John D. Garner, The Dangerous Case of Donald Trump: 27 Psychiatrists and Mental Health Experts Assess a President
“Trump managed a variation on Descartes’s “I think, therefore I am”: “I think it, therefore it is.”
Bandy X Lee, The Dangerous Case of Donald Trump: 27 Psychiatrists and Mental Health Experts Assess a President
“we rely upon the voting populace to determine if a candidate’s intellectual abilities “measure up,” an inherently flawed system, as the populace has access only to prepackaged presentations and observations of a candidate in debates and while he or she is giving speeches—hardly an adequate database for accurately gauging intellectual ability.”
Bandy X. Lee, The Dangerous Case of Donald Trump: 27 Psychiatrists and Mental Health Experts Assess a President
“Although sociopathy always means a lack of empathy, there is one way in which severe sociopaths do have a certain, frightening type of empathy. It is the empathy of the predator. A tiger stalking his prey must have an ability to sense the prey’s fear, or at least to be aware of the small signs of that fear (Malancharuvil 2012). The tiger is “empathic” with its prey, but not sympathetic or caring. Successful sociopaths are like that. They are closely attuned to their victim’s emotional state. Does the victim buy what the sociopath is selling? Does he need false reassurance, a compliment on his intelligence or appearance, a lying promise, or a friendly gesture to keep him thinking the sociopath is honorable? The successful sociopath’s predatory “empathy” reflects a definite perceptive acumen, making him a genius at manipulation. When this works, it produces a disastrous trust in him. Yet, like the tiger, he is unconcerned about the welfare of his target.”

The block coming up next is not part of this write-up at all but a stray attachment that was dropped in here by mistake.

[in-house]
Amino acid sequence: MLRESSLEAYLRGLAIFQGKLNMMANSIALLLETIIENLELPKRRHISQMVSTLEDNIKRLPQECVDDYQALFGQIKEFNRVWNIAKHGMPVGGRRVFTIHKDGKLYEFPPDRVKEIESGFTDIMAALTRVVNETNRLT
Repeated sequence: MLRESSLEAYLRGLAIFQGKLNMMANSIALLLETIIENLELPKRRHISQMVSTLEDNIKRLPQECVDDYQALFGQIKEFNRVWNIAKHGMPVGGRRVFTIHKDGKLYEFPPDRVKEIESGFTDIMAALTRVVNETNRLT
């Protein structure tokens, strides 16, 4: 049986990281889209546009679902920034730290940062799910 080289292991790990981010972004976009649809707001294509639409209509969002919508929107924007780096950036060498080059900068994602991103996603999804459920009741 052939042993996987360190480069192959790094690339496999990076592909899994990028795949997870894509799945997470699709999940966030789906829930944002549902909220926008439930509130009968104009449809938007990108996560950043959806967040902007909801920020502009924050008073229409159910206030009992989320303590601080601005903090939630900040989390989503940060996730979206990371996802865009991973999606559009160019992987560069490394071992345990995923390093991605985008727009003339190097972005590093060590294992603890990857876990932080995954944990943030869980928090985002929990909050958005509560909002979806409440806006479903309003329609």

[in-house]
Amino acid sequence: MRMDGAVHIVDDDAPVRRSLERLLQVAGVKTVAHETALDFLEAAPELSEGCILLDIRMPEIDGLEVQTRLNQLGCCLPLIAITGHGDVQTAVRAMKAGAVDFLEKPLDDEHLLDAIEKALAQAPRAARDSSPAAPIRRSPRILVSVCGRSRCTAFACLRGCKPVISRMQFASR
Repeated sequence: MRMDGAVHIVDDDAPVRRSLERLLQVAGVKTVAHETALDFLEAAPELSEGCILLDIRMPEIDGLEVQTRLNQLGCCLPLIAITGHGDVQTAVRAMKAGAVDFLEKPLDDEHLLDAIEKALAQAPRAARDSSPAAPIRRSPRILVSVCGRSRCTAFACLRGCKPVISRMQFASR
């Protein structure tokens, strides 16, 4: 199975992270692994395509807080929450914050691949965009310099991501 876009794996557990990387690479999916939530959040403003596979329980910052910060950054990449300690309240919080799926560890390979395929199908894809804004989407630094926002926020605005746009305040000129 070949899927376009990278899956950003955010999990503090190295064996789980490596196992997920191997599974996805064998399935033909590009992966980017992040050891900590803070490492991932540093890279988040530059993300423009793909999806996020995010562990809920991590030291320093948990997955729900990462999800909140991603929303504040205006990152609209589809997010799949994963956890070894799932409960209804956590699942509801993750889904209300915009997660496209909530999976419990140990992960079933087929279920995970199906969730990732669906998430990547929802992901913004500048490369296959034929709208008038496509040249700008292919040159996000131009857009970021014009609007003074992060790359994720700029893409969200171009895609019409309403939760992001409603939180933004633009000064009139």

Bandy X Lee, The Dangerous Case of Donald Trump: 27 Psychiatrists and Mental Health Experts Assess a President
“The failure of normal empathy is central to sociopathy, which is marked by an absence of guilt, intentional manipulation, and controlling or even sadistically harming others for personal power or gratification.”
Bandy X. Lee, The Dangerous Case of Donald Trump: 27 Psychiatrists and Mental Health Experts Assess a President
“factual evidence to the contrary. • Delusions are held with absolute certainty, despite their falsity and impossibility. • Delusions can have a variety of themes, including grandeur and persecution. • Delusions are not of the bizarre variety (“I am being poisoned by the CIA”) but, rather, seem like ordinary figures of speech except that each word is meant literally: e.g., “I alone am the chosen one, invincible, extraordinary beyond words, the very best of the best in every way.” • Delusional people tend to be extremely thin-skinned and humorless, especially regarding their delusions. • Delusions are”
Bandy X Lee, The Dangerous Case of Donald Trump: 27 Psychiatrists and Mental Health Experts Assess a President
“Assessing dangerousness is different from making a diagnosis: it is dependent on the situation, not the person. Signs of likely dangerousness due to mental disorder can become apparent without a full diagnostic interview and can be detected from a distance, and one is expected to err, if at all, on the side of safety when the risk of inaction is too great.”
Bandy X. Lee, The Dangerous Case of Donald Trump: 27 Psychiatrists and Mental Health Experts Assess a President
“Only in an emergency should a physician breach the trust of confidentiality and intervene without consent, and only in an emergency should a physician breach the Goldwater rule. We believe that such an emergency now exists.”
Bandy X. Lee, The Dangerous Case of Donald Trump: 27 Psychiatrists and Mental Health Experts Assess a President